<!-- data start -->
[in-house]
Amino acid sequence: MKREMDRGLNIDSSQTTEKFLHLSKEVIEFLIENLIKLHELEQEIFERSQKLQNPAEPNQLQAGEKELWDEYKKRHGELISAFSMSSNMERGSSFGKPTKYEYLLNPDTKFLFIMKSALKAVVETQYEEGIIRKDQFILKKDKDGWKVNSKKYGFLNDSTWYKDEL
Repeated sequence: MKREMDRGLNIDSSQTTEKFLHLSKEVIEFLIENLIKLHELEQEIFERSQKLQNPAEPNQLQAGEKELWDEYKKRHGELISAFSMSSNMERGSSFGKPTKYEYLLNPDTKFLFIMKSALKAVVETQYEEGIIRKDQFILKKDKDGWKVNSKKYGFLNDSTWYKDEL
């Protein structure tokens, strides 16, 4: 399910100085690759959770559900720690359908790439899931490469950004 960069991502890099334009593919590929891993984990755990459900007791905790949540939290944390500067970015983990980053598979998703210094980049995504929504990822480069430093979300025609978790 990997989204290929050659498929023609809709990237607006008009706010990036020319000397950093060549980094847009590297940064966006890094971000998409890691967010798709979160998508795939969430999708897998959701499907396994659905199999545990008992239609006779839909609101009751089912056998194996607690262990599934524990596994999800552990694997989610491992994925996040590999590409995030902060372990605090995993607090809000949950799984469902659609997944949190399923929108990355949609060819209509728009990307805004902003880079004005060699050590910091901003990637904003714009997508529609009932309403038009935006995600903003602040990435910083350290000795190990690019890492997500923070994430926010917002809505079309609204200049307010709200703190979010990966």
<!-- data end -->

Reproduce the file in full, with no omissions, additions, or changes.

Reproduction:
[in-house]
Amino acid sequence: MKREMDRGLNIDSSQTTEKFLHLSKEVIEFLIENLIKLHELEQEIFERSQKLQNPAEPNQLQAGEKELWDEYKKRHGELISAFSMSSNMERGSSFGKPTKYEYLLNPDTKFLFIMKSALKAVVETQYEEGIIRKDQFILKKDKDGWKVNSKKYGFLNDSTWYKDEL
Repeated sequence: MKREMDRGLNIDSSQTTEKFLHLSKEVIEFLIENLIKLHELEQEIFERSQKLQNPAEPNQLQAGEKELWDEYKKRHGELISAFSMSSNMERGSSFGKPTKYEYLLNPDTKFLFIMKSALKAVVETQYEEGIIRKDQFILKKDKDGWKVNSKKYGFLNDSTWYKDEL
């Protein structure tokens, strides 16, 4: 399910100085690759959770559900720690359908790439899931490469950004 960069991502890099334009593919590929891993984990755990459900007791905790949540939290944390500067970015983990980053598979998703210094980049995504929504990822480069430093979300025609978790 990997989204290929050659498929023609809709990237607006008009706010990036020319000397950093060549980094847009590297940064966006890094971000998409890691967010798709979160998508795939969430999708897998959701499907396994659905199999545990008992239609006779839909609101009751089912056998194996607690262990599934524990596994999800552990694997989610491992994925996040590999590409995030902060372990605090995993607090809000949950799984469902659609997944949190399923929108990355949609060819209509728009990307805004902003880079004005060699050590910091901003990637904003714009997508529609009932309403038009935006995600903003602040990435910083350290000795190990690019890492997500923070994430926010917002809505079309609204200049307010709200703190979010990966």